Correspondence was recently received from the Secretary of State indicating that he is willing to meet. In that correspondence, he reiterated the position that victims' payments are a devolved matter, that devolved matters are funded by the block grant and that the devolved funding mechanism means that the Executive are funded through the block grant, together with their revenue-raising capabilities, in order to fund their statutory responsibilities, including the victims' payment scheme. He stated that it is therefore for the Executive to manage their available resources to deliver their spending priorities.

DOF has commissioned an exercise to gather information from Departments on their provisional budget requirements over the next three years from 2021 to 2024. Consistent with our indication that we will seek the necessary funding as it falls due, TEO has included an indication of its requirement for the victims' payment scheme in its formal response. That has been agreed by the First Minister and the deputy First Minister and submitted to the Department of Finance. For the first year, 2021-22, a bid of £28·7 million has been put forward; for the second, 2022-23, a bid of £64·3 million has been made; and for the third, 2023-24, a bid of £72 million has been made. That makes a total of £165 million over those three years.

On the initial scoping of the costs for 2020-21, the expectation in DOJ and TEO was that £2·5 million should be sufficient to cover the costs incurred by both Departments in undertaking the necessary work to establish the scheme's administrative arrangements. As the project has developed and the costs have been refined, it is now expected that some additional funding may be required. TEO and DOJ officials are looking at the detailed costings, and we will include any additional funding needs that might be identified in 2021 as part of our return on the departmental January monitoring round.

Chair, that is an update on where we are with the timeline, funding and so forth. We are happy to take any questions.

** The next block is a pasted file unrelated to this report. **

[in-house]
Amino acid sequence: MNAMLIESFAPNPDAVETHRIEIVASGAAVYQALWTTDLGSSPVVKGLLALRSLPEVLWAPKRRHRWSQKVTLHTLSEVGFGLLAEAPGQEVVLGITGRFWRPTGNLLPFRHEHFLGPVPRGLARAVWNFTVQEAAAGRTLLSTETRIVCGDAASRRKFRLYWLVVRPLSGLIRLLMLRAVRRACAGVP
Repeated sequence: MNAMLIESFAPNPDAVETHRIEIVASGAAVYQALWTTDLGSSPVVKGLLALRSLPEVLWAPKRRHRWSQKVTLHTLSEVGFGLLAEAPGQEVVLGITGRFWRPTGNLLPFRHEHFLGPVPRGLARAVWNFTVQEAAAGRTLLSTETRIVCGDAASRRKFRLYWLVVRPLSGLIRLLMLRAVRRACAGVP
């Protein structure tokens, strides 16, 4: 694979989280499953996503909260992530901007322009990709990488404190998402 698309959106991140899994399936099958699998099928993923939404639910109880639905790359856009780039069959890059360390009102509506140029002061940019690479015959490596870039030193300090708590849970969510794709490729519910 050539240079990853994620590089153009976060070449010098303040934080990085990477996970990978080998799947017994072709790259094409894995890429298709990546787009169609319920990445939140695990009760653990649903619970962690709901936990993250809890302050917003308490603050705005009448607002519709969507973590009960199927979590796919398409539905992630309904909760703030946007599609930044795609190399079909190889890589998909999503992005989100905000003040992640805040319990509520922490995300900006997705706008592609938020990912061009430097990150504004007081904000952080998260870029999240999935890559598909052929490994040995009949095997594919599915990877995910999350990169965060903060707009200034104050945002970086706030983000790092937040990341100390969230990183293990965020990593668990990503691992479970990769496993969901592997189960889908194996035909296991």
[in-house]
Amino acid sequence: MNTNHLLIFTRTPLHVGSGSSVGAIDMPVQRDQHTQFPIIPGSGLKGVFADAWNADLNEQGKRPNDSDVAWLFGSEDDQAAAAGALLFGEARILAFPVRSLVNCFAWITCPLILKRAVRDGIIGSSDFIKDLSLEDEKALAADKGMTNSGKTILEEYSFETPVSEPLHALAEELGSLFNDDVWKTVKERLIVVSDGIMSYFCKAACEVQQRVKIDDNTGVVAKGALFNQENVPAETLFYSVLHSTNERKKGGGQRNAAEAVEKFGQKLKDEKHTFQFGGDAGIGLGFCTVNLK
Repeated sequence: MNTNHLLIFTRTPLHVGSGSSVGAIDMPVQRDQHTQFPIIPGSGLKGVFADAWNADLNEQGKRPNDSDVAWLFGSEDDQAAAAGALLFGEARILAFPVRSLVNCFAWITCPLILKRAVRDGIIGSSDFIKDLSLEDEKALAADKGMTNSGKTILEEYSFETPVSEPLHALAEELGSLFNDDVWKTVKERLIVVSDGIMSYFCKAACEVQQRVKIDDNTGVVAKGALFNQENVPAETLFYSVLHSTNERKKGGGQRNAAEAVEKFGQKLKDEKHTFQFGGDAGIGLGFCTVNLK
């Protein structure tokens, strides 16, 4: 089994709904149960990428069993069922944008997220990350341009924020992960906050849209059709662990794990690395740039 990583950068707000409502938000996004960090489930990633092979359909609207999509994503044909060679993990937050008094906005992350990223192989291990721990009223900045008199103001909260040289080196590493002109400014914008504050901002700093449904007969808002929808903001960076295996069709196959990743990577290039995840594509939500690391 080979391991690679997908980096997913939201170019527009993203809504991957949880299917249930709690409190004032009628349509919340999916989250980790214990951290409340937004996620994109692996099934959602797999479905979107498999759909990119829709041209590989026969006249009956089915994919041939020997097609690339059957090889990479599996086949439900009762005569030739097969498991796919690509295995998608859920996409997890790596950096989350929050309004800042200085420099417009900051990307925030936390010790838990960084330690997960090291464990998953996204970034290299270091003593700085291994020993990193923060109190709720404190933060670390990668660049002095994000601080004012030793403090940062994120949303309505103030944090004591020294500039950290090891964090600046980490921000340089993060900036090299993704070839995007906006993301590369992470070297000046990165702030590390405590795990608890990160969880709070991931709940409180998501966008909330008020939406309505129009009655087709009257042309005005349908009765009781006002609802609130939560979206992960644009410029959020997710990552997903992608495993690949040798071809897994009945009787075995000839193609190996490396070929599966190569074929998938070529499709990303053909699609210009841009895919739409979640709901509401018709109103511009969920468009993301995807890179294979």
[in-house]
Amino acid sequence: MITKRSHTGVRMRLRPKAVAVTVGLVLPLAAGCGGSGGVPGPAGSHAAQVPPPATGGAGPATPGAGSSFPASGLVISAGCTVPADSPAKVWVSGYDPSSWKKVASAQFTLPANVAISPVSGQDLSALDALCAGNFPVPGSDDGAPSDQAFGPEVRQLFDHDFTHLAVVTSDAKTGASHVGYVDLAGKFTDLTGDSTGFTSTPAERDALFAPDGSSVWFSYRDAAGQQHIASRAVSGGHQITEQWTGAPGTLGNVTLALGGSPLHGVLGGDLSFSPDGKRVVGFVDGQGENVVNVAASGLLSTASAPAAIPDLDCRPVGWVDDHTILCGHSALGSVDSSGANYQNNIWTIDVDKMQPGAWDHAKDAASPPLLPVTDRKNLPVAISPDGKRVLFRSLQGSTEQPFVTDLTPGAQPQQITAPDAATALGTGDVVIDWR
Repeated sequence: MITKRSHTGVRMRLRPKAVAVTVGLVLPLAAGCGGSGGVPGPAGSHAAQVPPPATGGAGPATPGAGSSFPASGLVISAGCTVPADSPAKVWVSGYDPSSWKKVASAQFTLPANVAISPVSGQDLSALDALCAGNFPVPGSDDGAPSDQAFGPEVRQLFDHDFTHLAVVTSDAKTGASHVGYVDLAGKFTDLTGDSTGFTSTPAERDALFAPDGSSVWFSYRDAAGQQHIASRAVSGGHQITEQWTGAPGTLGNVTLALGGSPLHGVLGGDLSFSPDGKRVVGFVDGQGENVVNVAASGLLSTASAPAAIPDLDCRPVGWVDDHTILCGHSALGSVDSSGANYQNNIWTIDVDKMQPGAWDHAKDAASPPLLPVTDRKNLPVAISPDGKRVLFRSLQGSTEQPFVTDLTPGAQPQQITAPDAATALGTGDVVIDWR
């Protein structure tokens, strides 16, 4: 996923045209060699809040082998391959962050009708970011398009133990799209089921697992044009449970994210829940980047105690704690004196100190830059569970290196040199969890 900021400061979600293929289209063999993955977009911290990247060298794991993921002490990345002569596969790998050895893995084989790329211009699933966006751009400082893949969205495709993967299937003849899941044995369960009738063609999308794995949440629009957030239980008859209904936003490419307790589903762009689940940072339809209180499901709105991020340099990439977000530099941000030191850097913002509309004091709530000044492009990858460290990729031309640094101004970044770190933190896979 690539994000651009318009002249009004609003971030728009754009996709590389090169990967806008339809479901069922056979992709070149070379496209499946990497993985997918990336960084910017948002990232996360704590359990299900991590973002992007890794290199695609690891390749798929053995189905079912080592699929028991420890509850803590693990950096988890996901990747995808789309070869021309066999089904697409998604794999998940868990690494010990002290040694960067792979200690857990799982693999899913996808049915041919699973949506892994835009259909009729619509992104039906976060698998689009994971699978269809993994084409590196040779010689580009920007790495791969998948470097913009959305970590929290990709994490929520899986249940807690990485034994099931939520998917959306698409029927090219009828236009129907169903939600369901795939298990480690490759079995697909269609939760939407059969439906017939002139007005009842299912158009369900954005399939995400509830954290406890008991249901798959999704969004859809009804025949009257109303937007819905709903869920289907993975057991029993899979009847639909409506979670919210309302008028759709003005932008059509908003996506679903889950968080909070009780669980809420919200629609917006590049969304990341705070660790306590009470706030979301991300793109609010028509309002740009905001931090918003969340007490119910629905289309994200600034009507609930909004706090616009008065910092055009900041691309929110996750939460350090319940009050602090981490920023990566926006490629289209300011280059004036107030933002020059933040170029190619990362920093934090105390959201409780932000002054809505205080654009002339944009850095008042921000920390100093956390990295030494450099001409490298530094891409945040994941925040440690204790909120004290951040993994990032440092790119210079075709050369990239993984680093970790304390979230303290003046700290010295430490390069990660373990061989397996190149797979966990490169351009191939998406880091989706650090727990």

The Chairperson (Mr McGrath): Mark, thanks very much for the presentation and the detail. If we compare all that with where we were, even six months ago, we see that there has been a considerable amount of movement. That has to be welcomed, because the Committee has consistently highlighted how those in the victims' community are some of the people who require most of our attention, yet, over the last number of years, it feels like they have received the least of our attention.

There is an urgency about delivering the scheme, and they will want to see it delivered.

The unfortunate side to this is that some sort of fiscal management needs to be considered as part of it, and we are still looking at a deeply worrying scenario. I cannot quite determine whether the Secretary of State is just uninterested, lacks understanding or is using a negotiating tactic to simply say, "No, this is something that is just to do with you". Without overplaying or underplaying the specifics, the British Government were players in the Troubles process here that resulted in the victims' community. Therefore, to absent themselves completely from any responsibility in having to pick up the tab at the other end is quite naive. They really have to consider that, and I hope that they will enter into any meetings or negotiations with the Executive in an open and positive way and will not say simply, "No, this is nothing to do with us". Likewise, there are a number of people in the victims' sector who are not from Northern Ireland. They were not injured here, and how they will feature in any pension system need to be considered. Given that, it is still a very perilous scenario. I offer that more as a comment than a question, because I appreciate that you will not have an answer to that until there is a conclusion of that programme.

If the programme is rolled out in March, do you have any sense of what sort of numbers might be able to avail themselves of the scheme and how quickly it will take the scheme to build a bit of steam to start delivering for a significant number of people? Do you have any thoughts on how many people will be in that process as we move forward?

Dr Browne: We have had some discussion on that before. There are two questions there. What are the total numbers that will come forward? How quickly can they be processed? We are still working on the total numbers. We had the initial Northern Ireland Office (NIO) estimate of 2,000, which was the basis of the earlier costings. However, based on work that we are doing with Queen's University on psychological injuries and a consideration of how many service personnel, police and army, here and in GB, may be eligible for the scheme, we believe that to be much too low and the figure could be significantly higher than 2,000.